A federal court has blocked President Trump's attempted ban on transgender military members while the case goes through the court system

By Julie Mazziotta
October 30, 2017 03:01 PM
Olivier Douliery - Pool/Getty

A federal court ruled to block President Donald Trump‘s attempted ban on transgender military members on Monday, as a case against the ban works through the court system.

With this ruling, the presidential memo Trump signed in August cannot take effect. It restricts transgender people from joining the military and gives Defense Secretary James Mattis six months to decide what to do about those who are currently serving.

However, the judge upheld the restriction on using military funds for gender reassignment medical treatments that was part of the memo.

In her ruling, United States District Judge Colleen Kollar-Kotelly said that the proposed ban impacted current service members who “fear that the directives of the Presidential Memorandum will have devastating impacts on their careers and their families.”

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Kollar-Kotelly added that the impending case will likely find that Trump’s ban is a violation to transgender service members’ Fifth Amendment right to due process, according to The Hill.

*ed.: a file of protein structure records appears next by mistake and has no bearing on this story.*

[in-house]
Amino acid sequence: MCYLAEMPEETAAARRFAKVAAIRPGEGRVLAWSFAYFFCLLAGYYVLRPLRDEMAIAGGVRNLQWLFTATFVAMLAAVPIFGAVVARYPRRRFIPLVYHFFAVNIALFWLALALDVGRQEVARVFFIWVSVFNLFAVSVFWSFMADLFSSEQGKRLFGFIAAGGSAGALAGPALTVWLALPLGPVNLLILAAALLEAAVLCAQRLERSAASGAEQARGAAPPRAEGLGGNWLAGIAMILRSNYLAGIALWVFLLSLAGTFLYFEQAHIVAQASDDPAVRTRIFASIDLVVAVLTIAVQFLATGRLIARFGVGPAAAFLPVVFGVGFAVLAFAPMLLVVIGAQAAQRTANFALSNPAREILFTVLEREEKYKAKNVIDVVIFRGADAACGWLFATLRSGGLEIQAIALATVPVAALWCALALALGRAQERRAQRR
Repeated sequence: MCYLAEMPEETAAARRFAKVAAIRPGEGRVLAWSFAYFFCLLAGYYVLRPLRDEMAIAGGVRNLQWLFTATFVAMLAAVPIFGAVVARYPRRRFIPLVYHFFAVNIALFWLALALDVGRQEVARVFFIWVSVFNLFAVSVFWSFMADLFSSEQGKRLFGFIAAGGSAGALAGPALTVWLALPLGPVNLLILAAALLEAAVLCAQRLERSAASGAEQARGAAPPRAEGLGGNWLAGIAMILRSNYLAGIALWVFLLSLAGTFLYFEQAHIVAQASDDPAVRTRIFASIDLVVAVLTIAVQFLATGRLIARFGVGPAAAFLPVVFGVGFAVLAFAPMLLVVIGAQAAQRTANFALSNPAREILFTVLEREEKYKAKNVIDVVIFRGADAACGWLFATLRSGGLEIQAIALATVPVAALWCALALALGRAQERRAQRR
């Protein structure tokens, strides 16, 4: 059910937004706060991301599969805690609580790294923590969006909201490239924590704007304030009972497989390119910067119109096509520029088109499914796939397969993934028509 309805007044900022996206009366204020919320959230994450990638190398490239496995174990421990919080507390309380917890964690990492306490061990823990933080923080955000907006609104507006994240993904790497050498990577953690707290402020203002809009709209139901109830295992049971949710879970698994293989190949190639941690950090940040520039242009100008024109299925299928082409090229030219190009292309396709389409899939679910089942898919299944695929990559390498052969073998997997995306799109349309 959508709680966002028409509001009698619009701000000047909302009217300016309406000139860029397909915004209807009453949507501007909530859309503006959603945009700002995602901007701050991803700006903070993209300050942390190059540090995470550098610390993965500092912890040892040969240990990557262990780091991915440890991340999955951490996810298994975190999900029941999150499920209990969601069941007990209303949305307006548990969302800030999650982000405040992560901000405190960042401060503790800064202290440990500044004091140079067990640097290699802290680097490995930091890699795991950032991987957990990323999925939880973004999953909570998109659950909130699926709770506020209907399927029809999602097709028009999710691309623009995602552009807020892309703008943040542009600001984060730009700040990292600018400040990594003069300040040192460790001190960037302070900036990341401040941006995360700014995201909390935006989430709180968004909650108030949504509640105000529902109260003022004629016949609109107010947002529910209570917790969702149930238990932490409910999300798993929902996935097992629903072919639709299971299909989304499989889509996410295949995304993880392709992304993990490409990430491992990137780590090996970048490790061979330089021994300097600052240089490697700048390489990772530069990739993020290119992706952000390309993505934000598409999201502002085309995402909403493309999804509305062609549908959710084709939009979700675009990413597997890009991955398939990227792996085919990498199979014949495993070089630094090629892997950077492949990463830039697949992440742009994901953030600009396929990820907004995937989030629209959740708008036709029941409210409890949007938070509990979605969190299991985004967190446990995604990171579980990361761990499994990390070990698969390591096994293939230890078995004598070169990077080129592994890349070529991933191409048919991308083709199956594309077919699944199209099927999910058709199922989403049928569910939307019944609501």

“The court finds that a number of factors — including the sheer breadth of the exclusion ordered by the directives, the unusual circumstances surrounding the President’s announcement of them, the fact that the reasons given for them do not appear to be supported by any facts, and the recent rejection of those reasons by the military itself — strongly suggest that Plaintiffs’ Fifth Amendment claim is meritorious,” she wrote.

The American Civil Liberties Union, which also has a court case in the works against the transgender military ban, says this ruling is likely the sign of more to come.

“This is the first decision striking down President Trump’s ban, but it won’t be the last. The federal courts are recognizing what everyone already knows to be true: President Trump’s impulsive decision to ban on transgender people from serving in the military service was blatantly unconstitutional,” Joshua Block, senior staff attorney with the ACLU’s LGBT & HIV Project said in a statement shared with PEOPLE. “As all of these cases move forward, we will continue to work to ensure that transgender service members are treated with the equal treatment they deserve.”

Trump first announced the ban in July with a series of tweets where he said that transgender military members “burdened” the armed forces with “tremendous medical costs and disruption.”

According to a 2016 Defense Department-commissioned study, gender reassignment treatments cost $8.4 million at most, representing just 0.13 percent of the military’s $6.2 billion health care budget

Air Force Staff Sgt. Logan Ireland, who is transgender, told PEOPLE in July that he would “love” to talk to Trump about the proposed ban.

“For the President to deny an able-bodied, fully qualified person the inherent right to raise their right hand and serve their country, potentially giving their own life for our freedoms, is doing this country an injustice,” Logan, 29, said.